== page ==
Clinical Features

Top most frequent phenotypes and symptoms related to Dehydrated Hereditary Stomatocytosis 1 With Or Without Pseudohyperkalemia And/or Perinatal Edema; Dhs1

  • Anemia
  • Hepatomegaly
  • Fever
  • Fatigue
  • Edema
  • Splenomegaly
  • Respiratory failure
  • Jaundice
  • Elevated hepatic transaminase
  • Pallor

And another 33 symptoms. If you need more information about this disease we can help you.

Click here to know more about Mendelian.

Incidence and onset information

— Currently we don't have prevalence information about this disease (Not enough data available about incidence and published cases.)
No data available about the known clinical features onset.

Alternative names

Dehydrated Hereditary Stomatocytosis 1 With Or Without Pseudohyperkalemia And/or Perinatal Edema; Dhs1 Is also known as pseudohyperkalemia, familial, 1, due to red cell leak, pshk1, dhs, dehydrated hereditary stomatocytosis, xerocytosis, hereditary, desiccytosis, hereditary, pseudohyperkalemia edinburgh.

Researches and researchers

Currently, we don't have any information about doctors, researches or researchers related to this disease. Please contact us if you would like to appear here.


Mendelian

Accelerate your rare disease diagnosis with us

Learn more

Dehydrated Hereditary Stomatocytosis 1 With Or Without Pseudohyperkalemia And/or Perinatal Edema; Dhs1 Recommended genes panels

Panel Name, Specifity and genes Tested/covered
Non-immune Hydrops Panel.

By Greenwood Genetic Center Diagnostic Laboratories Greenwood Genetic Center (United States).

RIT1, RPL11, RPL35A, RPL5, RPS10, RPS17, RPS19, RPS24, RPS26, SEC23B, SLC17A5, BRAF, SMPD1, SOS1, SOS2, SOX18, UROS, CBL, SHOC2, ALG9 , (...)

View the complete list with 66 more genes
Specificity
2 %
Genes
100 %
Red Blood Cell Membrane Disorders panel by next-generation sequencing (NGS).

By Cincinnati Children's Hospital Medical Center Laboratory of Genetics and Genomics Cincinnati Children's Hospital Medical Center (United States).

RHAG, SLC2A1, SPTA1, SPTB, XK, ATP11C, ABCG5, ABCG8, COL4A1, PIEZO1, EPB41, EPB42, GYPC, ANK1, KCNN4
Specificity
7 %
Genes
100 %
Hemolytic Anemia Panel by next-generation sequencing (NGS).

By Cincinnati Children's Hospital Medical Center Laboratory of Genetics and Genomics Cincinnati Children's Hospital Medical Center (United States).

RHAG, SEC23B, SLC2A1, SPTA1, SPTB, TPI1, XK, ATP11C, ABCG5, ABCG8, LPIN2, CDAN1, NT5C3A, COL4A1, C15orf41, PIEZO1, EPB41, EPB42, AK1, ALAS2 , (...)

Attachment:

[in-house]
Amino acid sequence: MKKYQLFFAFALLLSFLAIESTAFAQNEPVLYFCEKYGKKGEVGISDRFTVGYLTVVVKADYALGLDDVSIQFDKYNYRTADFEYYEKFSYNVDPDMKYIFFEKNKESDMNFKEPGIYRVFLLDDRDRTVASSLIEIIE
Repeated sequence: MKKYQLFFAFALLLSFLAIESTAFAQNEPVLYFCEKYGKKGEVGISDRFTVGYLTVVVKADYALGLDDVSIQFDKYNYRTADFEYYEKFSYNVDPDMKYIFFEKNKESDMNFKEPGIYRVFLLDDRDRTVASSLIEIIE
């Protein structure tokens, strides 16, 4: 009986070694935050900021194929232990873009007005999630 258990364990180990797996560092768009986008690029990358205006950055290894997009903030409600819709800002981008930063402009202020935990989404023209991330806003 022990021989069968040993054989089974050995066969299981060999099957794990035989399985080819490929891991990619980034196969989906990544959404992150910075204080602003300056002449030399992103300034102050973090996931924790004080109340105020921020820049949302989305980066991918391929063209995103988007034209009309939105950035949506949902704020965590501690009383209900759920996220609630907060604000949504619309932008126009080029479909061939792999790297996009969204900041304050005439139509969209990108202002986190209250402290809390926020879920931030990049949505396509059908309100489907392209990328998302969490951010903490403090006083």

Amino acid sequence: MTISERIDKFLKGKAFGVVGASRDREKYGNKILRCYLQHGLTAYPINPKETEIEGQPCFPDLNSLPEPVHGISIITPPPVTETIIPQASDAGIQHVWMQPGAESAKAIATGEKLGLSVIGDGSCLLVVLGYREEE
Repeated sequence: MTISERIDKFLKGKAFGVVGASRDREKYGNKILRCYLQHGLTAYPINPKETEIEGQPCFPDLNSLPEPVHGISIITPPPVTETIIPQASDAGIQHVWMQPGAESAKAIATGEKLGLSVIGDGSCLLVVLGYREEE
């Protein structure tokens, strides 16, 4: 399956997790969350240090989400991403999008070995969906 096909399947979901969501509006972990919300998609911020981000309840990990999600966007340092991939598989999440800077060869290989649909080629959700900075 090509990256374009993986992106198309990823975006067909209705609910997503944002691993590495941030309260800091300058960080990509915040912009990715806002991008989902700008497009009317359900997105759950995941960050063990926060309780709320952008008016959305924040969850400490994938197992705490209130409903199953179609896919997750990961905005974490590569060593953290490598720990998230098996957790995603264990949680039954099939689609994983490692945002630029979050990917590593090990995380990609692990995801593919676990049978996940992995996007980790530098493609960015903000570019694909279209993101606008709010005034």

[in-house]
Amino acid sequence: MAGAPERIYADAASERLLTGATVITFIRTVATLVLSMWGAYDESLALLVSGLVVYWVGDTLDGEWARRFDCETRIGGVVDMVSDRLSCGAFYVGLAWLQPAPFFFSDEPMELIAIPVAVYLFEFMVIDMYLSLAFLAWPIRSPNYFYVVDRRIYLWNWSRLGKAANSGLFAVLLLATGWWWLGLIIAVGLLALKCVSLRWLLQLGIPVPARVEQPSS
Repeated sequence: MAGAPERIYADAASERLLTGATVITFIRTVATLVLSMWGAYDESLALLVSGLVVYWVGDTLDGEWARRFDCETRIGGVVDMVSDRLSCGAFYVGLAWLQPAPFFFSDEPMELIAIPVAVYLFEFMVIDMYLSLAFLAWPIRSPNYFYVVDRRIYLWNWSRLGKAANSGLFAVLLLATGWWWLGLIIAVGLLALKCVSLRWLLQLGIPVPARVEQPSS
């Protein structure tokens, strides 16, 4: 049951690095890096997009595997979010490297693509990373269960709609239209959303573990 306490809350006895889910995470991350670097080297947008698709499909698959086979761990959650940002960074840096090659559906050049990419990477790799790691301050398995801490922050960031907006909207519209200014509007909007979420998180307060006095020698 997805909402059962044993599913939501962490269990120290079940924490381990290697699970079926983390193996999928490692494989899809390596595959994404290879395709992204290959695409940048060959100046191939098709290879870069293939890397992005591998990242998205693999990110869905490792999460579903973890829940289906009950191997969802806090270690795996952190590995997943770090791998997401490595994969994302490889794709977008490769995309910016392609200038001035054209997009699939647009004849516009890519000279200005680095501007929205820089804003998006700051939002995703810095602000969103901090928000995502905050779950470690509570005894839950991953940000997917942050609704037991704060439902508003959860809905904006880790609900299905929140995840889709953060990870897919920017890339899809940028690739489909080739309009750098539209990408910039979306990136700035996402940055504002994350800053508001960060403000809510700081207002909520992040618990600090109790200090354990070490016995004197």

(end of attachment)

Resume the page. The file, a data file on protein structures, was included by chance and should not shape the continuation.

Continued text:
View the complete list with 16 more genes
Specificity
3 %
Genes
100 %
PIEZO1 Sequencing.

By Cincinnati Children's Hospital Medical Center Laboratory of Genetics and Genomics Cincinnati Children's Hospital Medical Center (United States).

PIEZO1
Specificity
100 %
Genes
100 %
PIEZO1 Deletion/duplication analysis.

By Cincinnati Children's Hospital Medical Center Laboratory of Genetics and Genomics Cincinnati Children's Hospital Medical Center (United States).

PIEZO1
Specificity
100 %
Genes
100 %
Hemolytic Anemia Deletion/Duplication Panel.

By Cincinnati Children's Hospital Medical Center Laboratory of Genetics and Genomics Cincinnati Children's Hospital Medical Center (United States).

RHAG, SEC23B, SLC2A1, SPTA1, SPTB, TPI1, XK, ABCG5, ABCG8, LPIN2, CDAN1, NT5C3A, C15orf41, PIEZO1, EPB41, EPB42, AK1, G6PD, ALDOA, GATA1 , (...)

View the complete list with 12 more genes
Specificity
4 %
Genes
100 %
Red Blood Cell Membrane Disorders Deletion/Duplication Panel.

By Cincinnati Children's Hospital Medical Center Laboratory of Genetics and Genomics Cincinnati Children's Hospital Medical Center (United States).

RHAG, SLC2A1, SPTA1, SPTB, XK, ABCG5, ABCG8, PIEZO1, EPB41, EPB42, GYPC, ANK1
Specificity
9 %
Genes
100 %
Hereditary Hemolytic Anemia Panel, Sequencing.

By ARUP Laboratories, Molecular Genetics and Genomics (United States).

SLCO1B1, SLCO1B3, SPTA1, SPTB, TPI1, UGT1A1, UGT1A6, UGT1A7, NT5C3A, ADA, CYB5R3, PIEZO1, EPB41, EPB42, AK1, G6PD, ALDOA, GCLC, GPI, GSS , (...)

View the complete list with 6 more genes
Specificity
4 %
Genes
100 %

We have 12 more panels available in our App

Get the app

Sources and references

You can check the following sources for additional information.

OMIM Rare Disease Search Engine

If you liked this article maybe you will also find interesting the following in-depth articles about other rare diseases, like MYASTHENIC SYNDROME, CONGENITAL, 10; CMS10 INTELLECTUAL DEVELOPMENTAL DISORDER WITH DYSMORPHIC FACIES AND PTOSIS; IDDDFP FECHTNER SYNDROME; FTNS

Need help with a diagnosis?

Learn more about how to achieve it with Mendelian


Learn more